Sticky Gingerbread Loaf Cake

*DISCLAIMER: if you don’t like treacle or molasses, don’t bother reading this any further – this loaf tastes very treacley and I don’t want you to go to the effort of baking a loaf cake only to realise you hate it: it’s not the recipe, it’s the treacle!*
If you do like treacle, go for your life. Personally, I can’t stand treacle, but it’s become a bit of an annual tradition for me to bake one of these guys for Mr Brooker, whose sweet tooth is more subtle than my own. He likes to keep it wrapped in foil for a couple of weeks to get really sticky, but you can serve it as soon as it’s ready, either plain or buttered. I’m going to experiment a bit before next Christmas to see if I can work out a treacle-less loaf which isn’t just a syrup cake. Oh, and there’s no electric mixer necessary for this recipe. 

 You will need: 
150g butter – can be cold!
200g golden syrup
200g black treacle or molasses
125g dark muscovado sugar 
2 tsp finely grated fresh ginger 
1 tsp ground ginger
1 tsp ground cinnamon 
1/4 tsp ground cloves 
250ml full-fat (whole) milk
2 eggs 
300g self-raising flour
A loaf tin
Geese proof paper to line the tin
A little more butter to grease the paper 
 1. To prepare, remove the top shelf from the oven and lower the middle shelf so there’s plebty of room for the loaf. Pre-heat the oven to 160c fan or 170c non-fan. Line a loaf tin with grease proof paper and lightly grease with butter. Weigh out the butter and sugar into a medium saucepan.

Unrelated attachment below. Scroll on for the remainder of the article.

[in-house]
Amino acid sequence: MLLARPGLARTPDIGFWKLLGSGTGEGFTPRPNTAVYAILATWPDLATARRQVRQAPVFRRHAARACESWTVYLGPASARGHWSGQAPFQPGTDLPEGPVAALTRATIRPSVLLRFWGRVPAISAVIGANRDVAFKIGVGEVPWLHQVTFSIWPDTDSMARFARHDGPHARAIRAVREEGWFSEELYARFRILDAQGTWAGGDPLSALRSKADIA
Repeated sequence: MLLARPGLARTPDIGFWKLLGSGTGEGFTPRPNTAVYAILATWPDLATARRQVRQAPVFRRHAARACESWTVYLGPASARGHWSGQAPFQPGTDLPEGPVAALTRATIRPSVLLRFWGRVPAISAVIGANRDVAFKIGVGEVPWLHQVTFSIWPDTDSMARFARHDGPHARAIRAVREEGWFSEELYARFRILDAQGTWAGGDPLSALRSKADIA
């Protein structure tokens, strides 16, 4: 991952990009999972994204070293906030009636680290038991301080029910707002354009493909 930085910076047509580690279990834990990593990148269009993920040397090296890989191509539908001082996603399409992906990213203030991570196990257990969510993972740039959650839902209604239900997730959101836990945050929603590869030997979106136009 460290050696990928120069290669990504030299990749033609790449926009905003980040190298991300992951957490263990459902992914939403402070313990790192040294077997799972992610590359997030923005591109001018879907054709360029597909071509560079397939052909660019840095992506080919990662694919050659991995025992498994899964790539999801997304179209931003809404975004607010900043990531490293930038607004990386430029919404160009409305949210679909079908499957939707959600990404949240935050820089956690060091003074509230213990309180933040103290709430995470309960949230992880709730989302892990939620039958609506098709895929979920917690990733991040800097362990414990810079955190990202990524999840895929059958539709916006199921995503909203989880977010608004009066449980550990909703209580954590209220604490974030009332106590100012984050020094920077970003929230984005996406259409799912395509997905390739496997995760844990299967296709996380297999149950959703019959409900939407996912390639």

2. Add the syrup. Lyle’s now make syrup in a squeezey bottle which is so much handier for baking. Just squeeze in, pop the cap back on and stick it back in the cupboard; none of that messing around with a mental tin which needs the lid levering off. 

3. Add the treacle, fresh ginger and ground spices. Unfortunately you will need to faff about with a treacle tin now! 

 4. Put the saucepan over a low heat and mix the ingredients together as they melt. 

5. Meanwhile, whisk the eggs in a small bowl, just to break up the yolks for even mixing into the cake batter, and measure the milk into a jug. Then seive and weigh the flour into a large bowl, big enough to take the total volume of all the ingredients.   

6. Stir the melted ingredients together until well-combined then remove from the heat for a few minutes. 

 7. Pour in the milk and mix together. Then add the beaten eggs. Stir very quickly after you have added the eggs to help the temperature even out, though the milk should have given the cooling process a good start. 

 8. Tip the wet ingredients into the flour and mix everything together well. The lumps are easier to get rid of with an electric mixer but if you don’t have one just spend a few extra minutes gently stirring, pushing the lumps against the side of the bowl to help them to disperse. And using a seive to measure the flour will help too. 
9. Pour into the loaf tin and shove it in the oven. It should take around an hour to bake but it’s best to keep an eye on it. Don’t open the door until it has risen and looks to be firm. It’s ready when you push a skewer into it which is clean when removed. If it’s not quite ready,give it another 10 minutes then try again. 

 Serve in slices, plain or buttered, or give as a host gift when visiting someone, wrapped in paper or foil. Kept airtight, it should last for a couple of weeks. 

Leave a Reply

Your email address will not be published. Required fields are marked *